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Highly unstable
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gilles arent practical if your taking your bike to the track. your going to want vortex or woodcraft. either rear set is a good one. and replacement parts are easy to come by. if you break something off a nice set of mikuni's, sato's, gilles, etc.. your going to have to order replacement parts which may take a lot longer than something readily available. every trackside vendor has replacement parts for vortex and woodcraft.
 

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I have Gilles on my track bike ( 03 1000) and let me tell you they can easely take a crash without braking. It hapen'd to me and other friends they all have Gilles and they never broke or bent anything from the gilles when crashing just scratching the pags but who cares about that,easy fix.I'm also not a vortex friend but it's just what I think.
 

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Chubby Chaser
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Gilles, Attack, Yoshimura, maybe even Arata. All are much better than stock.
 

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i like the arata ones.
 

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I like the Attack adjustables:





Baldy
 

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Harris on the K2




Like them better than the Gilles. The did flex a little when set at the most rear position ansd I had this "loose" feeling on the shifter side.
The Harris ones feels more solid and gives me a more positive feeling when shifting.
Great quality and finish too. The taps (spelling?) at the end of the levers folds too, which might come in handy in a lowside. The usually bend first.
All in all a good pair of rear sets from Harris Performance



BTW I am trying Sato for the K5.
 

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are you dragging your stock rearsets? if so it sounds like your suspension isnt set up right. i know myself, and another pretty quick racer who never drag stock rearsets.
........I think very few of us are dragging the stockers and in many cases the bling factor plays a role.

To me it is not the adjustable position that is the most important, but the overall feel a good quality aftermarket rear sets will give you.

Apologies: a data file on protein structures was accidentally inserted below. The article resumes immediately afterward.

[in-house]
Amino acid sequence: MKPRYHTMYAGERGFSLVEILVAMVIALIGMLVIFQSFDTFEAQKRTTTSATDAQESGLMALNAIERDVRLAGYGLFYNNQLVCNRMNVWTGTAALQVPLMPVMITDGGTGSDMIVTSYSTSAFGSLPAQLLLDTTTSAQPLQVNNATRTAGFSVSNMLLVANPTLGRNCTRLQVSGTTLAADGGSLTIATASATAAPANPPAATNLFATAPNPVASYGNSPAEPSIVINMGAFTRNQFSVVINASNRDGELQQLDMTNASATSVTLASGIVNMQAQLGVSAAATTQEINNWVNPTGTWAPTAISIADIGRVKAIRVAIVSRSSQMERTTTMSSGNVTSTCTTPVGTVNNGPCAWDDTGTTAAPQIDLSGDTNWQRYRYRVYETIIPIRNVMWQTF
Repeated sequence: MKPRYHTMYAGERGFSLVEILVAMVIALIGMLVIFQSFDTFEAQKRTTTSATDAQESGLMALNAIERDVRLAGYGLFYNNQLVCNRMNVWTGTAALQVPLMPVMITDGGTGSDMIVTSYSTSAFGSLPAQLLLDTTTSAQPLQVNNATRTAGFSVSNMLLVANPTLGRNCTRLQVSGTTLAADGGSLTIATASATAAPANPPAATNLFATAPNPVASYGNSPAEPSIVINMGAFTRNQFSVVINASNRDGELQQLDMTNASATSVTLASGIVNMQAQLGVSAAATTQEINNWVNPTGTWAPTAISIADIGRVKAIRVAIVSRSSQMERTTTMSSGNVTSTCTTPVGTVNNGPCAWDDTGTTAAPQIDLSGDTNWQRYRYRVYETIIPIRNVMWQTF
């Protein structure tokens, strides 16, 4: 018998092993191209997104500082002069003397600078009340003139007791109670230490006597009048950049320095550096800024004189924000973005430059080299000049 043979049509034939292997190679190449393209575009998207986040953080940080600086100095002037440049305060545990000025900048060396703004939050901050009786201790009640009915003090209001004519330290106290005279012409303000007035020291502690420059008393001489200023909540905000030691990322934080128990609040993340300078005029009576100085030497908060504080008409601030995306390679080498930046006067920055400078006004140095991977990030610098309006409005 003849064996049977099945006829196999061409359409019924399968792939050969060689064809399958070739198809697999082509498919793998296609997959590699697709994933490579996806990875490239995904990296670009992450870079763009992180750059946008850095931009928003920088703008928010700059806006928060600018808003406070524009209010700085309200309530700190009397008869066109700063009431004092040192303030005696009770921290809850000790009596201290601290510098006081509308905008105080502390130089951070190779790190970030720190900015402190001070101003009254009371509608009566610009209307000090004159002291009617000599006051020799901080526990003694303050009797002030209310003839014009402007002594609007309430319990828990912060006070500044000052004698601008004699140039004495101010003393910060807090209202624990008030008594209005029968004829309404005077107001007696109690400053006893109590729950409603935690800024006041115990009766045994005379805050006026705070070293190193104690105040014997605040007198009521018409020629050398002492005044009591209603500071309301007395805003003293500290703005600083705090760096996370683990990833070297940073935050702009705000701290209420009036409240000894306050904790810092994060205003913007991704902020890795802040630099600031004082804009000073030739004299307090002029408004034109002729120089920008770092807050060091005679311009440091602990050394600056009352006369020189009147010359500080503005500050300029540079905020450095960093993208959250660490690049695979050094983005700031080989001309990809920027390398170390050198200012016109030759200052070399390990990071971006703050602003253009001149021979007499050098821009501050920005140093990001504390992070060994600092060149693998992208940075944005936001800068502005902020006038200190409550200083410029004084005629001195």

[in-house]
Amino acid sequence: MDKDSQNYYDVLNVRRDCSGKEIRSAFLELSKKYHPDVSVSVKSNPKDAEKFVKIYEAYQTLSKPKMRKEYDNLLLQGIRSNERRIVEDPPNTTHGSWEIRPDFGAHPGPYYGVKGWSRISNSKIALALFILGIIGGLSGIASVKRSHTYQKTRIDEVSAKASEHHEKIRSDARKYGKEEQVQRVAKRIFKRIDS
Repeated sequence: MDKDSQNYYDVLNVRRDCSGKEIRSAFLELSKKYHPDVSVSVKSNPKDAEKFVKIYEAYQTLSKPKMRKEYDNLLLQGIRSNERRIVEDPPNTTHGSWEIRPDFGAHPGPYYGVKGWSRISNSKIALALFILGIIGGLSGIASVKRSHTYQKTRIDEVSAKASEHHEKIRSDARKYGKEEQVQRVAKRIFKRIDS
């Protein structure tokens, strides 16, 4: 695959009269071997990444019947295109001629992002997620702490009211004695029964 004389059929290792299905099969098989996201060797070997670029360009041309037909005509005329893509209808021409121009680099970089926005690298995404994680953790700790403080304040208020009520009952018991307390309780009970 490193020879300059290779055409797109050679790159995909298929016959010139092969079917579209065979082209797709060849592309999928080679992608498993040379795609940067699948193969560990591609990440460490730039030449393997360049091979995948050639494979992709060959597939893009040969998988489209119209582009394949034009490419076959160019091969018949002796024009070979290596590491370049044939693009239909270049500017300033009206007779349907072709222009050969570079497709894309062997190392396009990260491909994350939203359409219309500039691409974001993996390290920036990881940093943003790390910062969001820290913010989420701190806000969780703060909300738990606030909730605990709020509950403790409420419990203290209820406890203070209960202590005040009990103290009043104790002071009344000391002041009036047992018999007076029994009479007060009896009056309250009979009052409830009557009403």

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Discussion Starter · #17 ·
are you dragging your stock rearsets? if so it sounds like your suspension isnt set up right. i know myself, and another pretty quick racer who never drag stock rearsets.

No not dragging them but I did hit my toe the other day....I think I am just wanting some peace of mind. It seems as if I go any further over and they would scrape, probably is a long ways away but it feels that close and even more so since the toe rubbin incident.

So if you dont ever hit your stock rearsets then what is the reason to get the higher and further back aftermarket ones? I thought that was the main reason to do this.
 

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........I think very few of us are dragging the stockers and in many cases the bling factor plays a role.
To me it is not the adjustable position that is the most important, but the overall feel a good quality aftermarket rear sets will give you.
How to aftermarket rearsets "feel" better than the stockers? My stockers feel just fine to me (although I don't have a basis for comparison), and I don't understand how the aftermarket rearsets can offer an improvement that feels worth a hundred bucks more, much less $400+. Now if you're dragging your stockers, then I clearly see the need, but if that's not the case, what's the point?

Now my Vmax, which has upgraded suspenders front and rear and some nice sticky Avons, will regularly scrape pegs during aggressive street riding, but I'm still having a hard time stomaching $400 for a set of WR's rearsets on Ebay. (Speaking of which, anyone know where I can increase ground clearance without spending that big of a chunk of change?)
 
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